SAN FRANCISCO — Uber said its autonomous vehicles returned to public roads on Thursday, nine months after one of its self-driving cars killed a pedestrian in Tempe, Ariz.
But Uber’s driverless vehicles are operating at drastically reduced speeds and in less challenging environments than before, the company said, as it eases back into testing and tries to ensure people’s safety.
“We will continue to prioritize safety and proactively communicate our progress until we’ve built a self-driving system that lives up to the promise of making transportation safer and more affordable for everyone,” Eric Meyhofer, who leads Uber’s autonomous vehicle unit, said in a statement.
Uber said it received permission on Monday from the Pennsylvania Department of Transportation to test its driverless cars again on public roads in Pittsburgh. The company said it planned to put fewer than five cars on the road on Thursday, and slowly add to that over time.
Each car will have two drivers inside, ready to take over in case something goes wrong, Uber said. The operators will work in four-hour shifts, down from eight to 10 hours previously. No passengers will ride in the cars.
The autonomous cars will also go no faster than 25 miles an hour, down from as fast as 55 m.p.h. before. They will operate only on a limited loop in Pittsburgh’s Strip District, a bustling commercial area, and only during daylight hours on weekdays, Uber said.
[The self-driving future is still years away, so some autonomous tech companies are trying smaller vehicles .]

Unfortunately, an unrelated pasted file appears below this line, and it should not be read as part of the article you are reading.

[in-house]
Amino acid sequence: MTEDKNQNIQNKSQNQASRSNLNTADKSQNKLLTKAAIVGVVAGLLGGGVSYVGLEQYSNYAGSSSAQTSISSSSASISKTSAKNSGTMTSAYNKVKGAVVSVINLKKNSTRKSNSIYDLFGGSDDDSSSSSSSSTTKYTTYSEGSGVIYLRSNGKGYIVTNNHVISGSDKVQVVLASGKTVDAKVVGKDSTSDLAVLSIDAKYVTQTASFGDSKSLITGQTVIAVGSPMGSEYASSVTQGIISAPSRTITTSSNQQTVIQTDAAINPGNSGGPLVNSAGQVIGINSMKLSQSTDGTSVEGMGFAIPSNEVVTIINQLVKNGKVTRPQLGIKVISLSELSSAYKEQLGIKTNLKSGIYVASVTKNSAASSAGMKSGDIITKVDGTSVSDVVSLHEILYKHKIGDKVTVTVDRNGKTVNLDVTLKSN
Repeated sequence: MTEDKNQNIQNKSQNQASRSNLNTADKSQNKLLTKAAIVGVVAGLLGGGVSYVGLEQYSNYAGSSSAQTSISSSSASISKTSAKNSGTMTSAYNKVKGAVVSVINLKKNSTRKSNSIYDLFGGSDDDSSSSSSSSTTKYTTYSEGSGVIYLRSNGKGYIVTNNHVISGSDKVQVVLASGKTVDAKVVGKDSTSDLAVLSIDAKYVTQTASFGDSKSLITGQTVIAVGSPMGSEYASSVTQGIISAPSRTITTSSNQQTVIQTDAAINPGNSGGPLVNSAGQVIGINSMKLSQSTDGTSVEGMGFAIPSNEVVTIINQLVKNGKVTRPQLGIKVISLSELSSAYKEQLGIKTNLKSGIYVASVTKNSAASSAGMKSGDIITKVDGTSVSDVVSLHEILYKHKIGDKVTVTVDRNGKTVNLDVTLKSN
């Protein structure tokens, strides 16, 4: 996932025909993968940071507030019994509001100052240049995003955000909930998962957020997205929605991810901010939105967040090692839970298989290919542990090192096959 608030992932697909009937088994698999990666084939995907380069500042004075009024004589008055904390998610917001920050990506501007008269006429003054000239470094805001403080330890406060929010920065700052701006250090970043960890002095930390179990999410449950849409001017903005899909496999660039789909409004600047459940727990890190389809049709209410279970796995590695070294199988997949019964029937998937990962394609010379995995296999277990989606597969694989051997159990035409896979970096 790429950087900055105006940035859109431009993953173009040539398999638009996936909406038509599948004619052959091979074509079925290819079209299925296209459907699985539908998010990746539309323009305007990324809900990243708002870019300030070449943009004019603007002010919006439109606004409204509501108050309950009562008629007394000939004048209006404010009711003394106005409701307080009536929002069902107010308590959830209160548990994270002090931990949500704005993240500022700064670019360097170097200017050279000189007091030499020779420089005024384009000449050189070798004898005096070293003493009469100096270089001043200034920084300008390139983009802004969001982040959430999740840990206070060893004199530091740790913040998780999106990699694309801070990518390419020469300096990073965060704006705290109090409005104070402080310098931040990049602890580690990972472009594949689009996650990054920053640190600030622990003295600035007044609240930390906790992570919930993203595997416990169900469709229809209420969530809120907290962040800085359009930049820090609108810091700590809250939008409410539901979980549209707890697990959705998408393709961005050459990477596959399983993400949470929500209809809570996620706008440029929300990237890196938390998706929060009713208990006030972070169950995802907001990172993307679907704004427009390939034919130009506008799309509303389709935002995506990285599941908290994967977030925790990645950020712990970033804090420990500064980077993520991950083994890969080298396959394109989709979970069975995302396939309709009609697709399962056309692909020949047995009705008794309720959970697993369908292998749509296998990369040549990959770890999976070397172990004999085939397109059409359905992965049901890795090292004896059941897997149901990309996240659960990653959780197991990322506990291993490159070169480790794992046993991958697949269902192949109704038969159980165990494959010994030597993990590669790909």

Uber said it was also putting autonomous vehicles back on the streets in Toronto and San Francisco, although those cars will operate in manual mode, which means a human driver will control the vehicles’ movements rather than software.
The company had grounded its fleet of autonomous vehicles in March after one of its cars — with an emergency backup driver behind the wheel — struck and killed Elaine Herzberg, 49, on a street in Tempe.
Getting the cars back on the road since then has been difficult. As Uber worked to make its cars safer, it lowered its expectations for speed and performance, The New York Times previously reported. Even so, the cars struggled to pass safety tests. Last month, the cars were still failing 10 out of 70 safety tests, according to internal documents.
The safety overhaul “required a lot of introspection and took some time,” Mr. Meyhofer said. “Now we are ready to move forward.”
Uber’s autonomous vehicle group will most likely face intense scrutiny over the next several months. The National Transportation Safety Board’s investigation into the fatal Arizona crash is still open.
Uber has pitched autonomous vehicles as a way to reduce the fees it pays to human drivers. But the company is still spending heavily on developing and testing the cars. Dara Khosrowshahi, Uber’s chief executive, has been focused on winnowing unprofitable businesses ahead of taking the company public next year.
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